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Participation weighting based on sociodemographic register data improved external validity in a population-based cohort study

Bonander, Carl; Nilsson, Anton LU ; Björk, Jonas LU ; Bergström, Göran M.L. and Strömberg, Ulf LU (2019) In Journal of Clinical Epidemiology 108. p.54-63
Abstract

Objective: To investigate whether inverse probability of participation weighting (IPPW) using register data on sociodemographic and disease history variables can improve external validity in a cohort study with selective participation. Study Design and Setting: We fitted various IPPW models by logistic regression using register data for the participants (n = 1,111) and nonparticipants (n = 1,132) of a Swedish cohort study. For each of six diagnostic groups, we then estimated (1) weighted disease prevalence proportions and (2) weighted cross-sectional associations (odds ratios) between sociodemographic variables and disease prevalence. Using register data on the remaining individuals of the entire study population of men and women aged... (More)

Objective: To investigate whether inverse probability of participation weighting (IPPW) using register data on sociodemographic and disease history variables can improve external validity in a cohort study with selective participation. Study Design and Setting: We fitted various IPPW models by logistic regression using register data for the participants (n = 1,111) and nonparticipants (n = 1,132) of a Swedish cohort study. For each of six diagnostic groups, we then estimated (1) weighted disease prevalence proportions and (2) weighted cross-sectional associations (odds ratios) between sociodemographic variables and disease prevalence. Using register data on the remaining individuals of the entire study population of men and women aged 50-64 years (n = 22,259), we addressed how the choice of variables used for IPPW influenced estimation errors. Results: Disease prevalence proportions were generally underestimated in the absence of IPPW but became markedly closer to population values after IPPW using sociodemographic variables. We found limited evidence of selective participation bias in association estimates, but IPPW improved external validity when bias was present. Conclusions: IPPW using sociodemographic register data can improve the external validity of disease prevalence estimates in cohort studies with selective participation. The performance of IPPW for association estimates merits further investigations in longitudinal settings and larger cohorts.

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author
organization
publishing date
type
Contribution to journal
publication status
published
subject
keywords
External validity, Generalizability, Inverse probability weighting, Nonresponse bias, Propensity score, Transportability
in
Journal of Clinical Epidemiology
volume
108
pages
10 pages
publisher
Elsevier
external identifiers
  • scopus:85059513600
ISSN
0895-4356
DOI
10.1016/j.jclinepi.2018.12.011
language
English
LU publication?
yes
id
462722c1-fcc1-48f0-9a8a-5ef9a606a2a4
date added to LUP
2019-01-16 14:51:47
date last changed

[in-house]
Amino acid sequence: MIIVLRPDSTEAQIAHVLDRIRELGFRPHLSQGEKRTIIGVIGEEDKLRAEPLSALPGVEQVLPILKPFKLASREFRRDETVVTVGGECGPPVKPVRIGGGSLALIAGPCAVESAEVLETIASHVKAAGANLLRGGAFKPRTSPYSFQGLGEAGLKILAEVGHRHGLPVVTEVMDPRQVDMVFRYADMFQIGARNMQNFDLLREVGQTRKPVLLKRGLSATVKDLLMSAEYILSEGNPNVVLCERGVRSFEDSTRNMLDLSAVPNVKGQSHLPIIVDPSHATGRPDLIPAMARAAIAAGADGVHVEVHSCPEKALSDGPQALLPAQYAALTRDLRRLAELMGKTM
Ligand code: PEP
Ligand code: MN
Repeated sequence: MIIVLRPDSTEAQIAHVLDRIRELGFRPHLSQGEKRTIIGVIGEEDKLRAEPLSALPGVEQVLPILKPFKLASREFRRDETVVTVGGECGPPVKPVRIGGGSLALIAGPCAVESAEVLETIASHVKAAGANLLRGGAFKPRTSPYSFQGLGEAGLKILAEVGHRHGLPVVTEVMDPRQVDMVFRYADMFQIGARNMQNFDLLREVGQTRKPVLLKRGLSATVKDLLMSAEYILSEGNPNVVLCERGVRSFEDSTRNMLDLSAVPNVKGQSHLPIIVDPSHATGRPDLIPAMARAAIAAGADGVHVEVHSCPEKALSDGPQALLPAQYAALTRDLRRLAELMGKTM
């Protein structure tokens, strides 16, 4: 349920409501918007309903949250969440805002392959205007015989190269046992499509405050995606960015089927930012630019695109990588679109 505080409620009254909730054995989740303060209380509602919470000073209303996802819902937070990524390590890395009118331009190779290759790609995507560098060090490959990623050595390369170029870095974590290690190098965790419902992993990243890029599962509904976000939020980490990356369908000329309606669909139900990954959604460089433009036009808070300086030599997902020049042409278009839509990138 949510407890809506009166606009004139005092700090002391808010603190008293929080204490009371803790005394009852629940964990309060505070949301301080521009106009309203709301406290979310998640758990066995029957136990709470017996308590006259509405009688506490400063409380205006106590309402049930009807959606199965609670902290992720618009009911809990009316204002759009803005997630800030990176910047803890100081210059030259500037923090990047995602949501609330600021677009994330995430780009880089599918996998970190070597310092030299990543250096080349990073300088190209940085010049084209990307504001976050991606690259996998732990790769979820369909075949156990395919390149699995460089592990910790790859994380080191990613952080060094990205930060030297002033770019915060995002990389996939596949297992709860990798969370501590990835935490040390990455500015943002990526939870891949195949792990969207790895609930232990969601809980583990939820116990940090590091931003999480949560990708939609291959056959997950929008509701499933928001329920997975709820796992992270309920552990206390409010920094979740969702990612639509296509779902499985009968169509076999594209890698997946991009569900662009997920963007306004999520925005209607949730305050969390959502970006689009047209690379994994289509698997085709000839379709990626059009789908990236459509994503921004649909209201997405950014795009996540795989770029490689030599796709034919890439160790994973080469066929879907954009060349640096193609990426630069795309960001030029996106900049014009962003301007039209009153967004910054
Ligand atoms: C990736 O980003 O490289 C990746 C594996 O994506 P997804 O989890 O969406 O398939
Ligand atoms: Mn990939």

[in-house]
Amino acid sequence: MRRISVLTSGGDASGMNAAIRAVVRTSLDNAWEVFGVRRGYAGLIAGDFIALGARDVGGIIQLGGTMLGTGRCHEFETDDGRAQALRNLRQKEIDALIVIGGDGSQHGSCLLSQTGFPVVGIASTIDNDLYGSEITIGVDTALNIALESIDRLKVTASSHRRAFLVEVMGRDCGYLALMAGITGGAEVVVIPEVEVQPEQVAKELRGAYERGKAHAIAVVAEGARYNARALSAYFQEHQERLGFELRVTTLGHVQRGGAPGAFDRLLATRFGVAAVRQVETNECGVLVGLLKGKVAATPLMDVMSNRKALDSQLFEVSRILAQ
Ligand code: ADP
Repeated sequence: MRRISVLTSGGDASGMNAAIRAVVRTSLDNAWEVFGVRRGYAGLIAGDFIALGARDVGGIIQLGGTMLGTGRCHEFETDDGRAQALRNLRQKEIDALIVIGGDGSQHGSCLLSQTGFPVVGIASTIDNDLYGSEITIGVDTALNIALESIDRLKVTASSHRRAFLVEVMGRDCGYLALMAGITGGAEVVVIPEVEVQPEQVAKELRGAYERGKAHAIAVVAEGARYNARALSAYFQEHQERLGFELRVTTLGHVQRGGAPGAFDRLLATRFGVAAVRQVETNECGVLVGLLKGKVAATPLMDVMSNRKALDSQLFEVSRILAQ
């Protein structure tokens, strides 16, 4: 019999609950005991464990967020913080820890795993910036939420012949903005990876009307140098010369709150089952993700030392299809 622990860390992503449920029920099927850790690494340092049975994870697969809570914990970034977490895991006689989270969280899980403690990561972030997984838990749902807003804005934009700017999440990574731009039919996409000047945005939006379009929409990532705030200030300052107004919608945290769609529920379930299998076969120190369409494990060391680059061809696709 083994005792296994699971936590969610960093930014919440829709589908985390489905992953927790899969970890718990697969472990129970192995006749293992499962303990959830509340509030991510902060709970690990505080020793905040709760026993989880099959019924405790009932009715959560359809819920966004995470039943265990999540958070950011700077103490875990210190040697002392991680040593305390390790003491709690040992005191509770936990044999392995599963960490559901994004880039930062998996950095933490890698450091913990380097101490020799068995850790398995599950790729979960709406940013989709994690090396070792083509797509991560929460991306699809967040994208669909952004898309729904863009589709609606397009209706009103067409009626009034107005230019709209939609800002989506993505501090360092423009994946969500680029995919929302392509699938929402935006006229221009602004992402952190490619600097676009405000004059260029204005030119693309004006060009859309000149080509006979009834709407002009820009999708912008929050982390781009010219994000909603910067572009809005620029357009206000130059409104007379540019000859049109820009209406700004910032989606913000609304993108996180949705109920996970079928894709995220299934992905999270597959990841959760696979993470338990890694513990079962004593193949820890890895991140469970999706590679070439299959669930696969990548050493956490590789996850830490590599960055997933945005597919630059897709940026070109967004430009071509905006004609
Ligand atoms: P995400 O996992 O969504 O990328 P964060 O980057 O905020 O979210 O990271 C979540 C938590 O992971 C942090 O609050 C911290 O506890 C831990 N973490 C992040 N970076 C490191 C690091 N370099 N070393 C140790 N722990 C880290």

2019-04-02 09:14:23
@article{462722c1-fcc1-48f0-9a8a-5ef9a606a2a4,
  abstract     = {<p>Objective: To investigate whether inverse probability of participation weighting (IPPW) using register data on sociodemographic and disease history variables can improve external validity in a cohort study with selective participation. Study Design and Setting: We fitted various IPPW models by logistic regression using register data for the participants (n = 1,111) and nonparticipants (n = 1,132) of a Swedish cohort study. For each of six diagnostic groups, we then estimated (1) weighted disease prevalence proportions and (2) weighted cross-sectional associations (odds ratios) between sociodemographic variables and disease prevalence. Using register data on the remaining individuals of the entire study population of men and women aged 50-64 years (n = 22,259), we addressed how the choice of variables used for IPPW influenced estimation errors. Results: Disease prevalence proportions were generally underestimated in the absence of IPPW but became markedly closer to population values after IPPW using sociodemographic variables. We found limited evidence of selective participation bias in association estimates, but IPPW improved external validity when bias was present. Conclusions: IPPW using sociodemographic register data can improve the external validity of disease prevalence estimates in cohort studies with selective participation. The performance of IPPW for association estimates merits further investigations in longitudinal settings and larger cohorts.</p>},
  author       = {Bonander, Carl and Nilsson, Anton and Björk, Jonas and Bergström, Göran M.L. and Strömberg, Ulf},
  issn         = {0895-4356},
  keyword      = {External validity,Generalizability,Inverse probability weighting,Nonresponse bias,Propensity score,Transportability},
  language     = {eng},
  pages        = {54--63},
  publisher    = {Elsevier},
  series       = {Journal of Clinical Epidemiology},
  title        = {Participation weighting based on sociodemographic register data improved external validity in a population-based cohort study},
  url          = {http://dx.doi.org/10.1016/j.jclinepi.2018.12.011},
  volume       = {108},
  year         = {2019},
}